How Music Streaming Changed Our Lives

When I was a freshman in college, I remember being asked…Have you used Napster yet? I was totally oblivious to this new technology! I said, “what’s that?” Soon, I discovered that I could use Napster to download entire albums for free. Not that I did!

Soon after Napster, came Limewire. Limewire was essentially the same technology. Your only cost for using the unregulated sharing software was the price of a new PC once a virus destroyed your Gateway. 

It’s hard to believe that almost 20 years ago, music on the internet was solely illegal. I majored in Music Business and the battle between record labels and streaming services was fierce. The market for singles was nearly dead. CD sales were driven by pop bands like the Backstreet Boys. Radio was the best way to listen to new music and independent artists struggled to enter the market. 

Today, CDs are no longer the desirable option for music purchases. Sites like Pandora and Spotify allow consumers to listen to music without making a purchase. If individuals are willing to sit through a few commercials, they can listen to an artist’s entire album for free. 

Besides the financial gain for consumers, services like Apple Music, Tidal, and YouTube Music, have almost killed the need for traditional radio. iHeart Media fought back in 2008 by founding iHeart Radio, a service that connects more than 800 radio stations across the US. 

With services being pressured to increase their catalogs and speeds, technology is being pushed to keep up. For years, consumers could use Spotify as a streaming service with social media components. In 2015, Apple launched a streaming service that was almost identical to Spotify (for almost the same pricing structure).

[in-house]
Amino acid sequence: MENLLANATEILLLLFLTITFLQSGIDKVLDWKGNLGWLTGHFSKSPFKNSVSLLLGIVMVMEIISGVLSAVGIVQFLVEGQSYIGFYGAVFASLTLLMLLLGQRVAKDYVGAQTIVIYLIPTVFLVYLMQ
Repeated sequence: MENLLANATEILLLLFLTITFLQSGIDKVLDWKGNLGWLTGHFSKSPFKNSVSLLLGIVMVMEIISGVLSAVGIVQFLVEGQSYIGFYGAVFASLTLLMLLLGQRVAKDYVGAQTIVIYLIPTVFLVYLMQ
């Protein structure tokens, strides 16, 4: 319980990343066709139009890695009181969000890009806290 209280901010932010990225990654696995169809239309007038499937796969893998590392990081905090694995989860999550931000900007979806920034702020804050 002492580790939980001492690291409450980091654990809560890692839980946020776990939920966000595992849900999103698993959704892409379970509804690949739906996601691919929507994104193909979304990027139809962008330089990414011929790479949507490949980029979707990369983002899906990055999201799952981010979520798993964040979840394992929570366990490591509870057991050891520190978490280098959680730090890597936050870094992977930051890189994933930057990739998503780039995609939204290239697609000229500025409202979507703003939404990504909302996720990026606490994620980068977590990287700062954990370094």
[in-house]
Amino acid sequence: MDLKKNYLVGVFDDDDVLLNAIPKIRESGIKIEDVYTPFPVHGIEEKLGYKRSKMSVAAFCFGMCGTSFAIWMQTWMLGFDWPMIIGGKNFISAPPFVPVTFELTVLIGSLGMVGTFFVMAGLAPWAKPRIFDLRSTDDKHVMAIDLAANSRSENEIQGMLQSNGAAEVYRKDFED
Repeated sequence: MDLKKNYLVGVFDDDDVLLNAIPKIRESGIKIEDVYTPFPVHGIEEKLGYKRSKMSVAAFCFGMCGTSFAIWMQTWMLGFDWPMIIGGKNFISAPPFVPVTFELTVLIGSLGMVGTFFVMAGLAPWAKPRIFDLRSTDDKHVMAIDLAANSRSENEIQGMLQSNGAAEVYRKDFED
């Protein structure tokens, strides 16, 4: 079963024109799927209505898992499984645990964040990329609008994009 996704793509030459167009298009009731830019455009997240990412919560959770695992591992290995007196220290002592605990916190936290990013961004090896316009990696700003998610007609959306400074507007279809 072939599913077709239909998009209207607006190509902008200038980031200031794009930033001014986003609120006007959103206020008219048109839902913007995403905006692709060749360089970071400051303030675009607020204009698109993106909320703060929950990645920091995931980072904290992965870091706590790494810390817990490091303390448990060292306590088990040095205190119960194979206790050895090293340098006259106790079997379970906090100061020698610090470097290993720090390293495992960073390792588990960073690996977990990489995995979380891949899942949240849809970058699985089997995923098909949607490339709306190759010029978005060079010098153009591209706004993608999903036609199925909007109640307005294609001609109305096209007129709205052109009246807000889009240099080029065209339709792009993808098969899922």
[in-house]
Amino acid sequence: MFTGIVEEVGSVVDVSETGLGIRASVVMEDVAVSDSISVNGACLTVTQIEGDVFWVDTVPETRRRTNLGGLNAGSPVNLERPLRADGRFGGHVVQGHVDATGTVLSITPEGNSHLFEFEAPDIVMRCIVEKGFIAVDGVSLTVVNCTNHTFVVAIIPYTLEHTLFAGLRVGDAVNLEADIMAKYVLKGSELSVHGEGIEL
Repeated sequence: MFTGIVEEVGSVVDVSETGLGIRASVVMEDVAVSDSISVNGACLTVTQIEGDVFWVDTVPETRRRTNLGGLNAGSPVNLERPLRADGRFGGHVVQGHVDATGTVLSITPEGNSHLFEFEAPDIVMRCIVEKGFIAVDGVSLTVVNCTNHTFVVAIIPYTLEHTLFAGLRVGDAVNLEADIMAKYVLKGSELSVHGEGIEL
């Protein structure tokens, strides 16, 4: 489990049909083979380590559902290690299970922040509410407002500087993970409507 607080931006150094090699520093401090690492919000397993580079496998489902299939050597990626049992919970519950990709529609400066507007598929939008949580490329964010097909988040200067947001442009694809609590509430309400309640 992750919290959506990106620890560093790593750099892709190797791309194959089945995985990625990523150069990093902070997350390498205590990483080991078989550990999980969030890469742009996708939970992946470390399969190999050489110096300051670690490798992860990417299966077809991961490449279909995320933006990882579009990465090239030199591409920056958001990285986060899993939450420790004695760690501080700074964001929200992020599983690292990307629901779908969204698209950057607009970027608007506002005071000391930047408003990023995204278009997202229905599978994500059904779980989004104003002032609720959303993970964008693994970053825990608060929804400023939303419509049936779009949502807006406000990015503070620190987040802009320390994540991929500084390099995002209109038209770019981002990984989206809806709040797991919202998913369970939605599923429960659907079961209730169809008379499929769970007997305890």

Instead of fighting the future, record labels had to embrace it. Today, CD sells are no longer the main indicator of success on Billboard Magazine’s Hot 100. Views on YouTube and streaming has come to mean success to a new artist. The purchase of singles (which was nearly extinct in my college days) has become the new normal for young consumers. Instead of purchasing an entire album for $14.99 and using precious iPhone storage for songs you never listen to, $1.29 seems like the logical choice. 

For artists, streaming services have been both a blessing and a curse. The internet and streaming services have propelled pop stars into stardom (Such as Justin Bieber). The negative side of this success is that streaming services pay very little royalties. Unlike record sales, you can’t make money off something that you’re giving away for free. 

In 2015, I signed up for Apple Music on the first day of it’s launch. It was conveniently already on my iPhone, it offered be a variety of artists for a low monthly fee, and it put together some amazing playlists based on my preferences. The same person who once shuttered at the idea of illegal downloads has not purchased a CD in almost 5 years. I am not the exception, I am the typical music consumer. 20 years ago, I could not predict the future and I still lack psychic abilities. It is my hope that technology continues to enhance (not overtake) our lives. I am open to all change no matter how big or small. 

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